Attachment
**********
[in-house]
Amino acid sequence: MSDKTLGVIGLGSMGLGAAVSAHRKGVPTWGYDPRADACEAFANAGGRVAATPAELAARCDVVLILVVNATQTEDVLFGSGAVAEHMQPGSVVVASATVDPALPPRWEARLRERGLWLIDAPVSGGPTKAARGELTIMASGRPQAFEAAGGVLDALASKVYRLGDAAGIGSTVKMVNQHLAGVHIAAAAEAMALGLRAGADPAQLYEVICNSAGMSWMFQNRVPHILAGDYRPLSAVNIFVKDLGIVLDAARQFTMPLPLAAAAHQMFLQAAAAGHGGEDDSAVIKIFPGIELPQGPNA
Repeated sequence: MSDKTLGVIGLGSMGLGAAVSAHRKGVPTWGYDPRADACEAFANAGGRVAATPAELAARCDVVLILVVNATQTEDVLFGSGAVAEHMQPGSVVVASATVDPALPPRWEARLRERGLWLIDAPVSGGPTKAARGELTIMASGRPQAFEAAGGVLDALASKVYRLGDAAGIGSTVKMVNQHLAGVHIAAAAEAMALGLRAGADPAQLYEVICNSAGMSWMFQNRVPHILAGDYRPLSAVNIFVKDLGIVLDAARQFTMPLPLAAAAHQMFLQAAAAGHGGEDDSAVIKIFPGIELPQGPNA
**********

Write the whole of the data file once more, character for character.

[in-house]
Amino acid sequence: MSDKTLGVIGLGSMGLGAAVSAHRKGVPTWGYDPRADACEAFANAGGRVAATPAELAARCDVVLILVVNATQTEDVLFGSGAVAEHMQPGSVVVASATVDPALPPRWEARLRERGLWLIDAPVSGGPTKAARGELTIMASGRPQAFEAAGGVLDALASKVYRLGDAAGIGSTVKMVNQHLAGVHIAAAAEAMALGLRAGADPAQLYEVICNSAGMSWMFQNRVPHILAGDYRPLSAVNIFVKDLGIVLDAARQFTMPLPLAAAAHQMFLQAAAAGHGGEDDSAVIKIFPGIELPQGPNA
Repeated sequence: MSDKTLGVIGLGSMGLGAAVSAHRKGVPTWGYDPRADACEAFANAGGRVAATPAELAARCDVVLILVVNATQTEDVLFGSGAVAEHMQPGSVVVASATVDPALPPRWEARLRERGLWLIDAPVSGGPTKAARGELTIMASGRPQAFEAAGGVLDALASKVYRLGDAAGIGSTVKMVNQHLAGVHIAAAAEAMALGLRAGADPAQLYEVICNSAGMSWMFQNRVPHILAGDYRPLSAVNIFVKDLGIVLDAARQFTMPLPLAAAAHQMFLQAAAAGHGGEDDSAVIKIFPGIELPQGPNA